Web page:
By the time The Beatles released their single ‘Paperback Writer’ with their often overlooked revolutionary B-side ‘Rain’, the group’s four-year plan of attack for releasing music had come to an end. Devised by George Martin and Brian Epstein, this plan entailed four years of releasing two records and four singles every year. It coloured the early years of the Beatles during the height of the Beatlemania craze and allowed for their sustained success. However, by 1966, things began changing in drastic ways, both good and bad.
While 1966 proved to be an incredible year for the group and was a positive one – by 1967, after Epstein passed away, things started dissipating, starting with their record Sgt. Pepper’s Lonely Hearts Club Band.
However, looking at the period before this but after Beatlemania, circa 1965-1966, the group had a small golden age of innovation. These were the years that produced their seminal albums, Rubber Soul and Revolver. The influence of Indian culture and music, via George Harrison, began to play an integral part in their career. It was because of Harrison that the group used a sitar on the track, ‘Norwegian Wood’ found on Rubber Soul, which also marked Lennon’s foray into new songwriting territory.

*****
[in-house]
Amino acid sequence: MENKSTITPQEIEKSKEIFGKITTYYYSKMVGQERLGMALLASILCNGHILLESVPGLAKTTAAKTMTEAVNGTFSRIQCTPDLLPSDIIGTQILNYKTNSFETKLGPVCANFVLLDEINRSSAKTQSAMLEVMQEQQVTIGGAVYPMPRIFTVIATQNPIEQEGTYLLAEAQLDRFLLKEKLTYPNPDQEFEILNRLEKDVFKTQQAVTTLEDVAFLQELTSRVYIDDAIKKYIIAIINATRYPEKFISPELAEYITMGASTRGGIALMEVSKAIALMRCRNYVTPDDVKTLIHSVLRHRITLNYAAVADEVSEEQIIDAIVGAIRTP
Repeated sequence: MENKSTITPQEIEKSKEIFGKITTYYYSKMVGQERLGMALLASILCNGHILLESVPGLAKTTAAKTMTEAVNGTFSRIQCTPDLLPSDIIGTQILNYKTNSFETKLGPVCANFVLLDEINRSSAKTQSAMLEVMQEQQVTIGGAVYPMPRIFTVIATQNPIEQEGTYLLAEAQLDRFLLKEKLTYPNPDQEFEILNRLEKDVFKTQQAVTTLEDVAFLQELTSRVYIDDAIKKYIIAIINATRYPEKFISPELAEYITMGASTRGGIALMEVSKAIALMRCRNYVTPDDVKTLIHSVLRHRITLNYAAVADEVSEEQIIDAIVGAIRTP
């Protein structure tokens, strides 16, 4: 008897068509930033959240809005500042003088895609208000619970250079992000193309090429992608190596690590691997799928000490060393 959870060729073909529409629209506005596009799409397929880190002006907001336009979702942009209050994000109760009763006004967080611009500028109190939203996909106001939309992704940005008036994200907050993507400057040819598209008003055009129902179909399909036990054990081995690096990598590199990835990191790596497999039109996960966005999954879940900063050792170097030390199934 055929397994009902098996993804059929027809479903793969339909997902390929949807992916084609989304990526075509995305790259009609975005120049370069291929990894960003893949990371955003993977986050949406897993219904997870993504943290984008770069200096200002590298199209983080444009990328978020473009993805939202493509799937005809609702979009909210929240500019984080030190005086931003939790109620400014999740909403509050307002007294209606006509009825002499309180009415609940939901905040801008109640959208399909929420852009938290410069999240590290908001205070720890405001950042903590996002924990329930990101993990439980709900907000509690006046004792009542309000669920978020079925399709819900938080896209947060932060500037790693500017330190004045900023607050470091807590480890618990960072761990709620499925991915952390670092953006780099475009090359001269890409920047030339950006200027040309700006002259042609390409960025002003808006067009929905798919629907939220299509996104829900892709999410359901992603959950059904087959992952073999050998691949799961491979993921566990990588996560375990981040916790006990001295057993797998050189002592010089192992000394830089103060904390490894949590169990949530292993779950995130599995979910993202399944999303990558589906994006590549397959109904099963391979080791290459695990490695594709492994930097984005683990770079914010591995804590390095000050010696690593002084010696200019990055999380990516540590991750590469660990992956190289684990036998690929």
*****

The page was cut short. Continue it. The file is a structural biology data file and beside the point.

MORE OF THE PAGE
Another aspect of this influence began to take shape in the way Lennon, McCartney and Harrison sought to write songs. Instead of the chord heavy structures of their earlier material, the three songwriters wanted to downsize by using only one chord. Examples of this are, ‘The Word’, ‘If I Needed Someone’, ‘Tomorrow Never Knows’, ‘Day Tripper’ and of course, our song in question: ‘Paperback Writer’.
“John and I would like to do songs with just one note like ‘Long Tall Sally’. We got near it in ‘The Word’,” McCartney said about this, according to The Beatles Bible.